How to Eat Natural Diuretic Foods

by Sara Ipatenco

Celery is a natural diuretic that's also low in calories and supplies fiber.

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Fluid retention, medically known as edema, can contribute to a number of uncomfortable side effects. Diuretics are used to reduce the amount of fluid in the body. Many doctors prescribe medications that accomplish this goal, but certain foods can act as natural diuretics. If you're retaining fluid, don't eat diuretic foods without speaking with your doctor first.

Increase Vegetable Intake

Celery is a nutritious diuretic food. Add chopped celery to a tossed green salad or to vegetable soup. Spread peanut butter on celery sticks for a tasty snack. Asparagus is another vegetable diuretic. Add a side of steamed asparagus to your dinner or add cooked spears to pasta salad or soup. Leafy greens are a diuretic, so have a spinach or kale salad for lunch. Leeks and eggplant are also diuretics and can be chopped and added to soups, stews or casseroles. Include beets, pumpkin, green beans, onions and garlic in your diet, too, because they act as natural diuretics, according to the University of Maryland Medical Center.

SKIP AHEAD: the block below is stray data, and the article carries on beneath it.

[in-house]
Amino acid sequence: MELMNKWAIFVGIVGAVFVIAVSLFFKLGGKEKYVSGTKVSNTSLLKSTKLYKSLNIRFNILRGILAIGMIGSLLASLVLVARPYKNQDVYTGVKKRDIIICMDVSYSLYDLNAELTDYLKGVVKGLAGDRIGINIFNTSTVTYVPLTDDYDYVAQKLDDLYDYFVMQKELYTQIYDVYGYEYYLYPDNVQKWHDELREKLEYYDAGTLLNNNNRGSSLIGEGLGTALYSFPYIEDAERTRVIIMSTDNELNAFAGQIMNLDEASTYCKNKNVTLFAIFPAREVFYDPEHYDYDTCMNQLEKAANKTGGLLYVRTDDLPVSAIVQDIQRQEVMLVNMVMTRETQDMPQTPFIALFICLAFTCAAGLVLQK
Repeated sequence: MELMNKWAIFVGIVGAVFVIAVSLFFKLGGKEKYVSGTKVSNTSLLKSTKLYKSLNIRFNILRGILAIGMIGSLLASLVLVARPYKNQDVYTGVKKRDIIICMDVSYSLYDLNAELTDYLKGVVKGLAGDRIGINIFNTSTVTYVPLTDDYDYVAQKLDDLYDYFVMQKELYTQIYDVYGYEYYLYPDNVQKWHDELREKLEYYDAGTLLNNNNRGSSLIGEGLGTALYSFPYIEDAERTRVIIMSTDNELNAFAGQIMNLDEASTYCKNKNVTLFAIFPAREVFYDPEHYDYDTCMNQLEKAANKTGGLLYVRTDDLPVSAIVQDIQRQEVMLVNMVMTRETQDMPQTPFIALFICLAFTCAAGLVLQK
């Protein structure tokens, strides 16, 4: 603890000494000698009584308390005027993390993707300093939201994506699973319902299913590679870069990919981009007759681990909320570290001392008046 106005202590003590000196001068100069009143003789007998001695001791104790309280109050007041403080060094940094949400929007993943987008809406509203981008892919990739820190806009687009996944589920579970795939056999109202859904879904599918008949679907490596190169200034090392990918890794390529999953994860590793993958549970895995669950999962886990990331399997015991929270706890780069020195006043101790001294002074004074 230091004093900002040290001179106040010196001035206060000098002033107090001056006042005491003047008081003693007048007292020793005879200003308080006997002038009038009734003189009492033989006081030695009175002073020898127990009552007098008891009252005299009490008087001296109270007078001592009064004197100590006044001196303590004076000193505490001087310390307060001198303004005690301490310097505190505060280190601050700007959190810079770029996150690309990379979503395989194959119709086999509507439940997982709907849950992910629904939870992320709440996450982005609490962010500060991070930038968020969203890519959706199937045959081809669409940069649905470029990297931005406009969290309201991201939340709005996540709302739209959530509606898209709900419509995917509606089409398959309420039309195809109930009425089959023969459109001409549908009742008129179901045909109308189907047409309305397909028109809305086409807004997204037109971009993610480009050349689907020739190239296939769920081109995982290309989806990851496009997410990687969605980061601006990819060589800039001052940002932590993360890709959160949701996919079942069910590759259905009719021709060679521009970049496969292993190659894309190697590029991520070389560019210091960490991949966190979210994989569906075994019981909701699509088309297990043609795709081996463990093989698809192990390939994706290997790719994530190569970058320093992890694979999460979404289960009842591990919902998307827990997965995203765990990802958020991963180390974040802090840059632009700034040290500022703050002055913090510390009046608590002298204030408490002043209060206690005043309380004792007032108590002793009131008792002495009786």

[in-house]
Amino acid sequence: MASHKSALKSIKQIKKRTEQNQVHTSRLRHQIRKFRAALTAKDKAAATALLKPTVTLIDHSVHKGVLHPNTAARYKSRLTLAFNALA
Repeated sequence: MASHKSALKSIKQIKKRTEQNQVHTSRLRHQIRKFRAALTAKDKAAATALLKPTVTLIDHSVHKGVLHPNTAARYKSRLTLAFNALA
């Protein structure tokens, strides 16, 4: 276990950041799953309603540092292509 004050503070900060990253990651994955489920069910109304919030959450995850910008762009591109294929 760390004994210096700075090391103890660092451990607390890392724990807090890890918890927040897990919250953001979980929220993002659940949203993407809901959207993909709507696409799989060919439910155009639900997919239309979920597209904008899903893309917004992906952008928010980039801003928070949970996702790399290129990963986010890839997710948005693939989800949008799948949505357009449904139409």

Eat More Fruits

Pineapple is a fruit diuretic, according to the University of Maryland Medical Center. Eat a slice or two of fresh or canned pineapple with your breakfast or add it to grilled chicken salad for lunch. Grapes are another fruit diuretic, and they make a quick addition to a brown bag lunch. A wedge of melon, such as honeydew or watermelon, for breakfast or as a snack is another way to incorporate natural fruit diuretics into your diet.

Include Herbs in Your Diet

Adding certain herbs, such as parsley and celery seed, to your cooking and food preparation can be a simple way to include natural diuretics in your diet. For example, parsley can be stirred into soup, added to pasta salad or included in a tossed green salad. Celery seed can be used when making soup, stew, chili and casseroles. Dandelion and alfalfa are additional items that act as diuretics, according to Dr. H.K. Bakhru, naturopath and author of "Healing Through Natural Foods." Certain herbal teas can also act as diuretics.

Proceed With Caution

Talk to your doctor before adding diuretic foods to your diet because certain foods can interact with diuretic medications you might already be taking. Rapid fluid reduction might also cause nutritional deficiencies, most notably potassium, so follow your doctor's recommendations about which diuretic foods to eat, how often to eat them and how much of each is appropriate.

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About the Author

Sara Ipatenco has taught writing, health and nutrition. She started writing in 2007 and has been published in Teaching Tolerance magazine. Ipatenco holds a bachelor's degree and a master's degree in education, both from the University of Denver.